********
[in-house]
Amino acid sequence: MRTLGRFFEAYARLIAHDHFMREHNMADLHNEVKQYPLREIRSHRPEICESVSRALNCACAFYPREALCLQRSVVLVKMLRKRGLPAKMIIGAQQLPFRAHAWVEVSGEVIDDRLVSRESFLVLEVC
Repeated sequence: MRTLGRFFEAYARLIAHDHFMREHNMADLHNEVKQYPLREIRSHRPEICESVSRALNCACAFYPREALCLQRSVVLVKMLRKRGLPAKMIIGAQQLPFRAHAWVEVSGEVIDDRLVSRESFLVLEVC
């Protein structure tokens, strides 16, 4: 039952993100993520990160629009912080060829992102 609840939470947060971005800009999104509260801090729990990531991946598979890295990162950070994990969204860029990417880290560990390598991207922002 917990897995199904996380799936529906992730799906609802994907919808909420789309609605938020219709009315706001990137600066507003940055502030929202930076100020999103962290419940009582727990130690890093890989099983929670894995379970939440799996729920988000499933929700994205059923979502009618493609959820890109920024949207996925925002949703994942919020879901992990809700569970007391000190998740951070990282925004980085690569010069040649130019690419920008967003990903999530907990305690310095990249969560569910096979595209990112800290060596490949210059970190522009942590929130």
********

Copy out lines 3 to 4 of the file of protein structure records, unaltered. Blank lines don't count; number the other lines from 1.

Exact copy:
Repeated sequence: MRTLGRFFEAYARLIAHDHFMREHNMADLHNEVKQYPLREIRSHRPEICESVSRALNCACAFYPREALCLQRSVVLVKMLRKRGLPAKMIIGAQQLPFRAHAWVEVSGEVIDDRLVSRESFLVLEVC
């Protein structure tokens, strides 16, 4: 039952993100993520990160629009912080060829992102 609840939470947060971005800009999104509260801090729990990531991946598979890295990162950070994990969204860029990417880290560990390598991207922002 917990897995199904996380799936529906992730799906609802994907919808909420789309609605938020219709009315706001990137600066507003940055502030929202930076100020999103962290419940009582727990130690890093890989099983929670894995379970939440799996729920988000499933929700994205059923979502009618493609959820890109920024949207996925925002949703994942919020879901992990809700569970007391000190998740951070990282925004980085690569010069040649130019690419920008967003990903999530907990305690310095990249969560569910096979595209990112800290060596490949210059970190522009942590929130």